Contingency Research Platform

A sea kayak to conduct creative sustainable research in and about the sea, made using post-industrial, post-bureaucratic flotsam (suits, desk, computer…) Just like the traditional West Greenland designs which I studied and adapted, local contingencies determined which resources were most appropriate. My intention was to use a construction approach which was resilient and adaptable to uncertain changing environments.
In a post-industrial, post-bureaucratic world sealskin and driftwood are not the most sustainable materials to make a kayak… What are?
post-bureaucratic flotsam
Useable resources for making a kayak
This build was dependent upon the following resources being available:
  • Internet
  • World Wide Web
  • Personal computer
  • Operating system
  • Web browser
  • Remote payment system
  • Stable, accepted currency
  • 1 solid wood desk
  • 3 suits
  • 35m polyester thread
  • Discarded computer parts
  • 30ml epoxy resin
  • 35miles motor transportation
  • 35 twin thread zinc coated woodscrews
  • 25 minutes machine tool power
  • 80 hours physical labour and problem solving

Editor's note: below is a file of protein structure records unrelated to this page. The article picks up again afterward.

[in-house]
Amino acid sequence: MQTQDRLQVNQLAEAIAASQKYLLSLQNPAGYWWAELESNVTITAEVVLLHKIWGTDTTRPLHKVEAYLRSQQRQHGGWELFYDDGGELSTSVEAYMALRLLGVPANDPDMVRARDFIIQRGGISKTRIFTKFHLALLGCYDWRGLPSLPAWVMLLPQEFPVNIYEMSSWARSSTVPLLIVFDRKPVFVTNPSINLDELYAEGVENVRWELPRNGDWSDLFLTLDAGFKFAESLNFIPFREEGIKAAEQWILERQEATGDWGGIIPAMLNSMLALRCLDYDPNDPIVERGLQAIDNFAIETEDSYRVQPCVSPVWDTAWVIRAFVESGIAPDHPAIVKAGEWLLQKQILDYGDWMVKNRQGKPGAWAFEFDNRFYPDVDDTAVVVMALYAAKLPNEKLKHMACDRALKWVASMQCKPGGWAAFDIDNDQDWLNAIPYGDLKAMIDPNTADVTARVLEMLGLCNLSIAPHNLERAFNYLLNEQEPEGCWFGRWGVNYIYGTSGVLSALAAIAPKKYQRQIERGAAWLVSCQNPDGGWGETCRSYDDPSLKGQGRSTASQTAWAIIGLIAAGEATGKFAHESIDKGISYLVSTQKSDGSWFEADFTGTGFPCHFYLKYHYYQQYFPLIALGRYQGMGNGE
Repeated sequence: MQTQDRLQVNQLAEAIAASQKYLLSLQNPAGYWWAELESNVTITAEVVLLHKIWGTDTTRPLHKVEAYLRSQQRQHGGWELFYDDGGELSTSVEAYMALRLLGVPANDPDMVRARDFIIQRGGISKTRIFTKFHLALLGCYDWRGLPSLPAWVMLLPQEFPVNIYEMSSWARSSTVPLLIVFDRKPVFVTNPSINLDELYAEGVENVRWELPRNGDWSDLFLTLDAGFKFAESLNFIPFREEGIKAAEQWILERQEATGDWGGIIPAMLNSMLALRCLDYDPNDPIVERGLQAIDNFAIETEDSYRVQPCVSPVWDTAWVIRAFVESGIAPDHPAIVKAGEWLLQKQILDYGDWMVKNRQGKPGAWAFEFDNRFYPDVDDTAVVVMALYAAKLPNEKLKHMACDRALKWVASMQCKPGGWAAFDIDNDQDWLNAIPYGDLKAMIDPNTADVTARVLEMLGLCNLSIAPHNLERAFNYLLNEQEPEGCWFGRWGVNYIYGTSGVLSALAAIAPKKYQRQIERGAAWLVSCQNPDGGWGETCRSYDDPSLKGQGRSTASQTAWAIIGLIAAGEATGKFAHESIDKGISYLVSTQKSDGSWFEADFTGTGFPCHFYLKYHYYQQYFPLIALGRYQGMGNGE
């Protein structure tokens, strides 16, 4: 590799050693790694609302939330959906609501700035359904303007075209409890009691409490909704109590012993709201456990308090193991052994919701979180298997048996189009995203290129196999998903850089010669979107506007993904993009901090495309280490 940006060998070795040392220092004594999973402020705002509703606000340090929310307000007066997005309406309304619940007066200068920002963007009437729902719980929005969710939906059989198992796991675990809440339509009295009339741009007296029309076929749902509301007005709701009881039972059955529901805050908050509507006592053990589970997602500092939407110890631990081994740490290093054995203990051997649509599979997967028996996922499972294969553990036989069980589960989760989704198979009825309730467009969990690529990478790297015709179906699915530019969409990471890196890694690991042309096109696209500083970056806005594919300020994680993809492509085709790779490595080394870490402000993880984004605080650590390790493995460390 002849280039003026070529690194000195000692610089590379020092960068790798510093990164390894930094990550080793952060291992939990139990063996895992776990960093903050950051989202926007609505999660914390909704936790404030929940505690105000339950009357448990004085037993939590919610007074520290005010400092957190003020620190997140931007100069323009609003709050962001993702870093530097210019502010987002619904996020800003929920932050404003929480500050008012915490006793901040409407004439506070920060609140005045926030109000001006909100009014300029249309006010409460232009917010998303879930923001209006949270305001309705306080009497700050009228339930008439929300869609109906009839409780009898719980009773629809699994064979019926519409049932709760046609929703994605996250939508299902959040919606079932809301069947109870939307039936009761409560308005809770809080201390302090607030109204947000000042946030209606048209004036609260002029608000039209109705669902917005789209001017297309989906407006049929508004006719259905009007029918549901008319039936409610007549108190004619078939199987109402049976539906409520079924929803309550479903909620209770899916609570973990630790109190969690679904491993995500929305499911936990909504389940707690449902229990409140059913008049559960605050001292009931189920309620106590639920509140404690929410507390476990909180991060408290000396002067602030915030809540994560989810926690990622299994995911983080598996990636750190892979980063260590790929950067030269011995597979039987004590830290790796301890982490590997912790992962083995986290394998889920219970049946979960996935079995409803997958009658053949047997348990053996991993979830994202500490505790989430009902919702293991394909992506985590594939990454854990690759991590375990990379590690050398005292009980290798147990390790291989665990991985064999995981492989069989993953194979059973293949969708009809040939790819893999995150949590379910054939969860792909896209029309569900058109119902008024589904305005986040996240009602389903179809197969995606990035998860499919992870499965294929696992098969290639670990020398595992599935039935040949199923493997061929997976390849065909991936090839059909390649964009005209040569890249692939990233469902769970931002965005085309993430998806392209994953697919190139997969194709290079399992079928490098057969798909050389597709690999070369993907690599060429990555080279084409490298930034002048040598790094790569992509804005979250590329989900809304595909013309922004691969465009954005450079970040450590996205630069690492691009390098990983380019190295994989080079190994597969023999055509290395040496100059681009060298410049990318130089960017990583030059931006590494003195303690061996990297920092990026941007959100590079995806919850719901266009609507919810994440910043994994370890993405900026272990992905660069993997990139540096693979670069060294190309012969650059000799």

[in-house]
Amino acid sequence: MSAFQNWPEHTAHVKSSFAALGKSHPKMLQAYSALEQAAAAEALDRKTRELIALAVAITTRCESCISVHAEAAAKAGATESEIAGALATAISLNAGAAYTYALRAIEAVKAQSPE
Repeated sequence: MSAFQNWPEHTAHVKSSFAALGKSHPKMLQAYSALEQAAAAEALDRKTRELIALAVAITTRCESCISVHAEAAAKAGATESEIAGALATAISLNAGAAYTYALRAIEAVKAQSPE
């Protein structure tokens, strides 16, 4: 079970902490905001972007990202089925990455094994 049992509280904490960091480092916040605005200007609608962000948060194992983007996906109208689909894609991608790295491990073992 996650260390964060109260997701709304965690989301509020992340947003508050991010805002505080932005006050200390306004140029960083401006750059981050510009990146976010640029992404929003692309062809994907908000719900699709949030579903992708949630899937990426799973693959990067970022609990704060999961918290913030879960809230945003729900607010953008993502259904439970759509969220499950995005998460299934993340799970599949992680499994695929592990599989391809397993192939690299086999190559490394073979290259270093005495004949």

Process: Use internet to learn diy kayak building Sea kayaks are based upon traditional Arctic designs. Both the Aleutian baidarka and the Inuit qayaq (also spelt qajaq) were traditionally made using a ‘skin on frame’ method with very local resources and ingenious tooling. Materials included seal skin driftwood, bone, antler or traded timber. The ‘ribs’ were hand bent, using a pot of hot water. The use of locally appropriate materials, open and shared skillset and ingenious tooling can be translated to other locations to explore resilient and ecological access to marine environments. Such vessels can then be used to deploy research equipment. Locate the desk from local source.  Desk transported 35miles Break down timber. Cut desktop into 15 strips, to be bent and joined into 1 keel and 4 ‘stringers’.   Mark and cut bulkheads.   Construct steamer to steam bend the ‘stringers’ and ‘keel’.   Strip out wire from computers to lash together the frame, mounted on a ‘strongback’ jig made from drawers and other spares   Fillet suits into panels, as Inuit used seal skins. Sew together suit ‘skins’   Sew skins onto frame waterproof the kayak with wax and linseed oil. Waste (less 1% loss during manufacturing) was rerouted to other uses and is no longer part of this project